Labor vice-president of the Yass Valley branch, Anna Ritson, has nominated to run as a candidate for the state electorate of Goulburn in 2019.
Goulburn-based Labor member and former senator, Dr Ursula Stephens, has also put up her hand.
This means the ALP will now proceed to a ballot of eligible party members. The preselection will be finalised by April 7.
“I know there will probably be one or maybe even two other candidates in the mix, so it looks like we will be going for preselection of the seat - and that will be great.”
Ms Ritson has been a member of the ALP since 2013 and has lived in Yass for 13 years.
“I am at a good point in my life in terms of the ages of my kids and where my career is – to do this,” she said.
“I have the energy to do it. I am still reasonably young – I am looking down the barrel of turning 40 this year.”
She works for the Australian Institute of Health and Welfare in Canberra.
“I conduct research and statistics in housing, homelessness, child protection, youth justice, prisoner health and welfare-raised areas - that are mostly state policy responsibilities,” she said.
She said she had come to politics by way of being closely involved in the local community.
“Some come into politics through their involvement with the unions, or by working at the ALP head office, or working for politicians. That has not been my path,” she said.
“I have always been involved in the community and this is a good time for me to nominate.”
Ms Ritson is also actively involved in motor sport in the local region.
Meanwhile, Dr Stephens said she has been travelling around the electorate to gauge the level of support for her stand as the ALP candidate.
“I have spent many weeks talking to people, both within the Labor Party and in the wider community, about what a campaign for Goulburn should involve,” Dr Stephens said.
“The Goulburn electorate spreads from Berrima to Boorowa.
“There are different communities of interest, focused on their own issues and challenges, but there is a recurring theme in my discussions.
“That is, that the electorate has been represented by conservative members since 1965, and has been taken for granted because it has never been a marginal seat,” Dr Stephens said.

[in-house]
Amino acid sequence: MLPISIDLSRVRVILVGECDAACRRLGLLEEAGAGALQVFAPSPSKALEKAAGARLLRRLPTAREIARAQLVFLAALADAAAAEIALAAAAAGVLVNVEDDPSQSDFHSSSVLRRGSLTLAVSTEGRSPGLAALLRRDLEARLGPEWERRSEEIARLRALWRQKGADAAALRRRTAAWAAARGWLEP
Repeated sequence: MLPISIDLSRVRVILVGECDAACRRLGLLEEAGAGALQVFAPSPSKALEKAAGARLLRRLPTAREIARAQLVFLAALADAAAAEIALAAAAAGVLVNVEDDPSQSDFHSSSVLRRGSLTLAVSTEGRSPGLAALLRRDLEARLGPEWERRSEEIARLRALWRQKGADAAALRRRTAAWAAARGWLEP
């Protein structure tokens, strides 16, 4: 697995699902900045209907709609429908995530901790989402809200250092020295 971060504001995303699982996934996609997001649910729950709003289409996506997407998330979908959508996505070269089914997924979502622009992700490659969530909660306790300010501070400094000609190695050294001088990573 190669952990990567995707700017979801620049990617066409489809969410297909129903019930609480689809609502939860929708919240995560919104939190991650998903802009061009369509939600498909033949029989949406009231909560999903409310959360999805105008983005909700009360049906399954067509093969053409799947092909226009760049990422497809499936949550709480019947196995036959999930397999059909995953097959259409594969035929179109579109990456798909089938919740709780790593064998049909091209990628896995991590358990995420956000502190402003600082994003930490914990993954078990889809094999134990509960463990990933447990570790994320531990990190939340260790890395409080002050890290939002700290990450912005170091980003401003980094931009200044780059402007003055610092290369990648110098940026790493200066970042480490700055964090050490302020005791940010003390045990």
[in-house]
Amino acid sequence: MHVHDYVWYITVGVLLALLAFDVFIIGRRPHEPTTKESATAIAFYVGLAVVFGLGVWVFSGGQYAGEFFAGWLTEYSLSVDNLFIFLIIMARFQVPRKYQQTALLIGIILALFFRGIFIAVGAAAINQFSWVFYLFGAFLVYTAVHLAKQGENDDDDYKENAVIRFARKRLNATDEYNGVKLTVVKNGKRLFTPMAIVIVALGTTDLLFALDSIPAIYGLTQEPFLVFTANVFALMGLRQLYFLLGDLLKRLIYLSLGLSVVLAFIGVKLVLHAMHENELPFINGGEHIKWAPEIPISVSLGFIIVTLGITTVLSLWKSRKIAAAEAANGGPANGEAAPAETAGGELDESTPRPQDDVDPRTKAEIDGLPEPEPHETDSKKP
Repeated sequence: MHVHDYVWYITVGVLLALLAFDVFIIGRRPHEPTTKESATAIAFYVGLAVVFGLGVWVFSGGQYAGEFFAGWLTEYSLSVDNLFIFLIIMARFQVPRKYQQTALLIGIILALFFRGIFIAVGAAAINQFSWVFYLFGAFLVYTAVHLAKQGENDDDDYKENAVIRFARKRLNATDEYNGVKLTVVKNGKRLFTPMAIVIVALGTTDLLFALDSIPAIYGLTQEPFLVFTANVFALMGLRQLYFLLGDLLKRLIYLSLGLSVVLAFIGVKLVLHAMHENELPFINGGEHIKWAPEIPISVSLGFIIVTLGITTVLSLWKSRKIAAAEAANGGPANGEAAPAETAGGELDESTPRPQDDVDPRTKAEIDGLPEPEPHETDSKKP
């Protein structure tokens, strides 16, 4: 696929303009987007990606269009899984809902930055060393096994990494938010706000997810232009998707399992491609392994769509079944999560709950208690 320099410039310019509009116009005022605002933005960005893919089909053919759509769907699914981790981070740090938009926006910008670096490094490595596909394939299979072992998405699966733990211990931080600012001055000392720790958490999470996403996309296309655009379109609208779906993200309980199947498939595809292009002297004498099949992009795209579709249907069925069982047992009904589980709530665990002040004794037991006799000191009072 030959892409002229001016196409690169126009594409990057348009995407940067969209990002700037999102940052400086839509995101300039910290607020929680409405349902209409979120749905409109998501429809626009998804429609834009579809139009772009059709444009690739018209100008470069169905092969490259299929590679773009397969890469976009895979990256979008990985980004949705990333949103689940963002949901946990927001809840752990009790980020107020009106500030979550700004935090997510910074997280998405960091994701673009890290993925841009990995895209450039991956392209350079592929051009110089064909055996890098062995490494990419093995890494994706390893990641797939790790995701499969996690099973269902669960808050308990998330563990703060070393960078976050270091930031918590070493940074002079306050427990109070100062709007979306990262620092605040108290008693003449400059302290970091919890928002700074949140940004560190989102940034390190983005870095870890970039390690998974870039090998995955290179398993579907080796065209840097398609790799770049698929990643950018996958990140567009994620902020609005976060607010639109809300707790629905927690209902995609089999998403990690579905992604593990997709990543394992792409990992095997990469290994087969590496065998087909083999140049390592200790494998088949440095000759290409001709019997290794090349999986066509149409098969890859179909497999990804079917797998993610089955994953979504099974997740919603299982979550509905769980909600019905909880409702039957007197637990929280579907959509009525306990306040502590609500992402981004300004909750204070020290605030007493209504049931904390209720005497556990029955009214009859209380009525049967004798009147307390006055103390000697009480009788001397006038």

She said people understood that when they live in a marginal electorate, all parties have to stand up and take notice.
“The profligate spending by the Berejeklian government on projects across Sydney, to the detriment of regional communities like Goulburn is disgraceful,” she said.
“While our hospital, schools, TAFE colleges and regional infrastructure is in decline, we have yet to see any benefits from the many promises made by this government in 2015 or since.
“No doubt, there will be lots of big dollar promises in the lead up to 2019, but on their performance, people need to be skeptical about their delivery.
“Our local member (Pru Goward) seems incapable of advocating for services and projects on behalf of her constituency. She is content to let investment opportunities pass us by and services cut, without a whimper of protest.
“I have been strongly encouraged to contest the seat for Labor again in 2019. I am visiting the Southern Highlands Branch this week to gain their support for my nomination and will put myself forward as Labor's candidate.
“I am under no illusion about the difficulties of winning this seat for Labor. It requires changing the hearts and minds of 7000 voters across the electorate. With a twelve month campaign, that is absolutely possible.
President welcomes candidates
Brendan Forde, president of the Goulburn State Electorate Council and president of the Yass Valley Branch, said both candidates were outstanding candidates.
“I've known both Ursula and Anna for many years.
“They are women with a strong commitment to the Labor cause. I am confident that both have the ability to win Goulburn in the state election next year,” Mr Forde said.
He encouraged other party members to nominate themselves as candidates.
“Other candidates may yet emerge. As president of the Goulburn State Electorate Council, I'd welcome any interested party members to put themselves forward as candidates. The process through which a candidate is preselected will be both open and democratic,” he said.